Although Us is technically a studio movie, it’s really an indie disguised as a genre film. While Jordan Peele’s follow-up to Get Out isn’t as narratively strong, it’s also much broader in scope and far more thematically omnipresent than its predecessor. Moreover, it’s far more rewatchable, with a mesmerizing dual performance from Lupita Nyong’o and a highly effective score by Michael Abels. Ultimately, Us is the most ambitious horror film of the year that rewards repeat viewings.
Within the genre of teen comedies, Booksmart presents a fresh and interesting premise: What if a pair of straight-laced high schoolers realized that they did it all wrong and should have partied more? As one might expect, a wild night ensues. The best thing about Booksmart is how it modernizes the outdated machinations of the teen comedy genre. It features smart writing that is aided by gleeful direction from Olivia Wilde and star-making performances from both Beanie Feldstein and Kaitlyn Dever. Ultimately, Booksmart manages to breathe new life into teen comedies, while also being one of the most entertaining indie movies of the year.
3. ‘The Peanut Butter Falcon’
The Peanut Butter Falcon is undoubtedly the most heartwarming movie of the year. The film stars newcomer Zack Gottsagen as a young man with Down syndrome who runs away from his nursing home to fulfill his dream of training with his favorite professional wrestler, The Salt Water Redneck. In the process, Zak befriends a fisherman on the run (Shia LaBeouf, in his best performance in years) and the duo set out on the adventure of a lifetime. This modern-day rendition of Huckleberry Finn features the two eluding capture, drinking whiskey, firing guns, catching fish, and even finding God. In short, it’s an absolutely delightful movie that just about anyone can enjoy.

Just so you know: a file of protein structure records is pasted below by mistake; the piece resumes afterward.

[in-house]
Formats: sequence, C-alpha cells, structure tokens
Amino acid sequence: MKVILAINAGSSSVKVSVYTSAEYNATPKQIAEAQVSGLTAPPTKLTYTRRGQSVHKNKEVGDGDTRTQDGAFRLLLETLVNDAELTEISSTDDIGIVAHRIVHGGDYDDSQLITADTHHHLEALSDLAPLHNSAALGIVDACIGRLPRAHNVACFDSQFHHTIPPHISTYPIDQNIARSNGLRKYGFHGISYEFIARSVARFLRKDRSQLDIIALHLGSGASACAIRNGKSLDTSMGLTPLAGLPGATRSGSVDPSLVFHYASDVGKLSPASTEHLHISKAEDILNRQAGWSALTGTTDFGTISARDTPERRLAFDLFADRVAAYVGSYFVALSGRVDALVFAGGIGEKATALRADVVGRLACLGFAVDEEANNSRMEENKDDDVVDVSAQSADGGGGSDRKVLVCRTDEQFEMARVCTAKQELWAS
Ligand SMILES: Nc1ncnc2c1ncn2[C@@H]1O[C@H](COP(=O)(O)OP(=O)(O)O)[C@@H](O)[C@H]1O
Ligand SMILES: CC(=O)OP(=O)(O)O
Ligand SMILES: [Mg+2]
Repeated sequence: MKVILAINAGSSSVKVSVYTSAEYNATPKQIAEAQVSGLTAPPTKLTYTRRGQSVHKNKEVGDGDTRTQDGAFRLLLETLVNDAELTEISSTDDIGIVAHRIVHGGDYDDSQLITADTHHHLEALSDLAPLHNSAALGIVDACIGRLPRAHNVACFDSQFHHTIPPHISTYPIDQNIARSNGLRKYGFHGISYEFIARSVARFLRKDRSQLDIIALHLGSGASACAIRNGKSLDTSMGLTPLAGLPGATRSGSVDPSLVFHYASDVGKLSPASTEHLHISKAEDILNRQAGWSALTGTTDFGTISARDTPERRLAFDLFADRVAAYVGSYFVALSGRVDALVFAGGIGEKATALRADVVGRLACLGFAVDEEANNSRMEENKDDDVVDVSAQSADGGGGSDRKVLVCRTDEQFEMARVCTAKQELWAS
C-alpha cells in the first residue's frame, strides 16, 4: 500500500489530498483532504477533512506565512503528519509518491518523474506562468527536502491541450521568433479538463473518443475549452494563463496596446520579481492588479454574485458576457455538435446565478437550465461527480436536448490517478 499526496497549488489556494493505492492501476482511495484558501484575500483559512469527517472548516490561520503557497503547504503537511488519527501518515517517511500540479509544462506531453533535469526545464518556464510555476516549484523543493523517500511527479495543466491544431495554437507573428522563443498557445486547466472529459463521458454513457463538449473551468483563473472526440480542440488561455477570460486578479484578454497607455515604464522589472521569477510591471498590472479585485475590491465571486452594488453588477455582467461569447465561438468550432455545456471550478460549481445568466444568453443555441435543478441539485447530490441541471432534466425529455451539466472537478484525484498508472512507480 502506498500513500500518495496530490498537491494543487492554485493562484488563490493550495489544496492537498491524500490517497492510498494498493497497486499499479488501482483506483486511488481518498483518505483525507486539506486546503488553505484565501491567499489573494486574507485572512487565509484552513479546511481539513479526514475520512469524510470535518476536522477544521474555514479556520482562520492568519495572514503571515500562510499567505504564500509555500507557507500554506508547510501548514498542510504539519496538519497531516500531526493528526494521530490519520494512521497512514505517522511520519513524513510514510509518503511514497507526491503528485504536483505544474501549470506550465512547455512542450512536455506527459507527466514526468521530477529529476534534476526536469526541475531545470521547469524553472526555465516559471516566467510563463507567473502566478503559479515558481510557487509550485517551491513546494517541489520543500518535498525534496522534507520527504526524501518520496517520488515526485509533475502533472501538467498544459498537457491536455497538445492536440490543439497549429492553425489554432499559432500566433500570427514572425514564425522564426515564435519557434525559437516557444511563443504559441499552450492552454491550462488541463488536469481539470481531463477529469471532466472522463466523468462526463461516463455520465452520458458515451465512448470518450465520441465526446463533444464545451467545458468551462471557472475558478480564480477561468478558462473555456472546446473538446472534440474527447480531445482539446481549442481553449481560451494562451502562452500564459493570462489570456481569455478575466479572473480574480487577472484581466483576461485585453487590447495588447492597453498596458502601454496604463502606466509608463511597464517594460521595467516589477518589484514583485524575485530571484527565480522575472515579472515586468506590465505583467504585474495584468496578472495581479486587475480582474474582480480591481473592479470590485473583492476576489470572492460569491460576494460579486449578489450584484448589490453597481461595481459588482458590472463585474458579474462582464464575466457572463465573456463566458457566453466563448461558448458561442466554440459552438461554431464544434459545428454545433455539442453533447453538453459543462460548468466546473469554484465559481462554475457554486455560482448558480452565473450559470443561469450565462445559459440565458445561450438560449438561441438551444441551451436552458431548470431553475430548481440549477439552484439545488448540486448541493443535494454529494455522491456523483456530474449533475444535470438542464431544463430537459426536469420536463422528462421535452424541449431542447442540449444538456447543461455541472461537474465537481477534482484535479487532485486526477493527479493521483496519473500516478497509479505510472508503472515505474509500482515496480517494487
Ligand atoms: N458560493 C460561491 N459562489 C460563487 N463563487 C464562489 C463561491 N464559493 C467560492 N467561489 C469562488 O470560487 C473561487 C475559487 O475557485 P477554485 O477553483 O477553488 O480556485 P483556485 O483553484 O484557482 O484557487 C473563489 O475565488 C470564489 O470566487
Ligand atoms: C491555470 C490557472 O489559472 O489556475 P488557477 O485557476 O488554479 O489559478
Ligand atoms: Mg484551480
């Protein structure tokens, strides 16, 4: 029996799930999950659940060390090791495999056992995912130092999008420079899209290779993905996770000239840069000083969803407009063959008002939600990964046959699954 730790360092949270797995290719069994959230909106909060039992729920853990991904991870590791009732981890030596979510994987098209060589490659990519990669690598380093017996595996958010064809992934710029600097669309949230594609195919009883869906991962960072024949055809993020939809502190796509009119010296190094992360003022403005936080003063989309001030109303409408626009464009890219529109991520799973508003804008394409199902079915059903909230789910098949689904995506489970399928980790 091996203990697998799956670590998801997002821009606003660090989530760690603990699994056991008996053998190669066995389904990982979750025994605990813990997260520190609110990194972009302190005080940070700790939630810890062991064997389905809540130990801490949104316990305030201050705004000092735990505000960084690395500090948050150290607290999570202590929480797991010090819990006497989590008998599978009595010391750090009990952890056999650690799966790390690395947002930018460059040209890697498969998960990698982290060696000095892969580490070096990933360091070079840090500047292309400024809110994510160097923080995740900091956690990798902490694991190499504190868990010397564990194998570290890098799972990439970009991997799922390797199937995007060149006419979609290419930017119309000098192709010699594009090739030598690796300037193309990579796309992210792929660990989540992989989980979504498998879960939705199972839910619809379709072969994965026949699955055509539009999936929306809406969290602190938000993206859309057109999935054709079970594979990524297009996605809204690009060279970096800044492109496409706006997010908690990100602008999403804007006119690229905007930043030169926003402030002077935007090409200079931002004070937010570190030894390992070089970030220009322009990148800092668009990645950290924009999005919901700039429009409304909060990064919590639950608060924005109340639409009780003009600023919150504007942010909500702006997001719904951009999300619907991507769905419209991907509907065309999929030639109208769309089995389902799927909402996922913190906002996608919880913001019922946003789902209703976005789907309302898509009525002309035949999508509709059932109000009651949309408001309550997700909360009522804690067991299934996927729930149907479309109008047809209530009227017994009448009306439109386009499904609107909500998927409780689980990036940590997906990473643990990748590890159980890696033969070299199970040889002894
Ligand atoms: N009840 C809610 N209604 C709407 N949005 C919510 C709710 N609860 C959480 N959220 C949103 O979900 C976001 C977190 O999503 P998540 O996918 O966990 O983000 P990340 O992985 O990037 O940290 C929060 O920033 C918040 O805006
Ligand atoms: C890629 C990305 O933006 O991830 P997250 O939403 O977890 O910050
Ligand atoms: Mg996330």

2. ‘Ready or Not’
Ready or Not is the type of movie that came and went from theaters without much fanfare, even though it’s arguably the most fun genre movie to see release this year. While “eat the rich” movies have had a prominent place in the film landscape this year, none offers a more biting satire and social commentary than this horror film that is also a black comedy. Aside from a star-making performance from Samara Weaving, Ready or Not is wholly engaging, with interesting direction, smart writing, and a supremely subversive finale.
1. ‘Fighting With My Family’
It may seem impossible, but two of the best indie movies of the year are directly linked to the sport of wrestling. Another Sundance favorite, Fighting With My Family is based on the documentary of the same name that depicts the rise to fame of WWE wrestler Paige. While a story like this one might seem filled with clichés and tropes, the movie manages to push past the antics of the squared circle into a legitimately great family drama. Moreover, Stephen Merchant’s solo debut writing and directing brings a vigorous blend of energy and heart that is sure to please any crowd.